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Houston mayor says Texas fallout was ‘preventable’

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Houston mayor says Texas fallout was 'preventable'

More than 14 million Texans remained without safe drinking water and 20,200 still had no power Sunday evening, as the state continued to battle the devastating fallout from last week’s historic storm. 

Houston Mayor Sylvester Turner ripped state officials over the disaster, saying Texas’ power crisis was “foreseeable and preventable.” 

“The reality is climate change is real. It is real, and these major storms can happen at any time,’’ he said on CBS’s “Face the Nation.” 

“The system needs to be weatherized. You need to maintain adequate reserve. And we need to open up our Texas grid because right now we have a closed grid. 

“Let me just say this, all of what happened this past week was foreseeable and preventable,” Turner seethed. 

Texas is the only state in the continental United States to run its own stand-alone electricity grid and has not been forced to weatherize it because it is not subject to federal oversight. 

Turner said he pushed for a bill in 2011 that would require the company that manages the state’s power grid, the Electric Reliability Council of Texas, to “ensure that there was an adequate reserve to prevent blackouts,” but lawmakers in Austin refused to listen.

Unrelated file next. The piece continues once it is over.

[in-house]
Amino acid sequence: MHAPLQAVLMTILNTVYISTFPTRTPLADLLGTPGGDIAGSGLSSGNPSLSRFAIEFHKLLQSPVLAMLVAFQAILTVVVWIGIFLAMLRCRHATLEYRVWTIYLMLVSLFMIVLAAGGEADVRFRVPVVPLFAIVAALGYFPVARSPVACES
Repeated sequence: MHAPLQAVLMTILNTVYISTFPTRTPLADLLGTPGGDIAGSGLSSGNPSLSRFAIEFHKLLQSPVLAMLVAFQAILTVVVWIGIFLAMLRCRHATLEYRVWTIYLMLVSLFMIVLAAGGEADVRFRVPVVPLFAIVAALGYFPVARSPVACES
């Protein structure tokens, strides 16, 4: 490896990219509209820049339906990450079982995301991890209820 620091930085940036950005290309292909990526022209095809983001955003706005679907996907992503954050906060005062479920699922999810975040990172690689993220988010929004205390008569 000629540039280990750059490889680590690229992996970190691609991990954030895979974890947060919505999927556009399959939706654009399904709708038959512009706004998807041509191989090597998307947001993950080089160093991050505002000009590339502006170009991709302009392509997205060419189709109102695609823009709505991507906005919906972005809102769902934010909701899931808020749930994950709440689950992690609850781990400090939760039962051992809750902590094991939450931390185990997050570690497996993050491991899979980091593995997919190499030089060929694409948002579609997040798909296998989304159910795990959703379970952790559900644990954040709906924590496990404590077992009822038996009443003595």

Adding insult to injury, Texans who did not lose power were hit with sky-high electric bills in the wake of the storm as they tried to stay warm, Turner said. 

“For these exorbitant costs — it’s not the consumers who should assume that costs. They are not at fault for what happened this week,” he said. 

Sen. Chuck Schumer (D-NY) also slammed the Lone Star State for getting caught off guard by the snowstorm. 

“The bottom line is, Texas thought it could go it alone and built a system that ignored climate change,” Schumer said during a Lower East Side press conference in Manhattan. 

“It was not what’s called resilient, and now Texas is paying the price,” Schumer said. “I hope they learned a lesson.”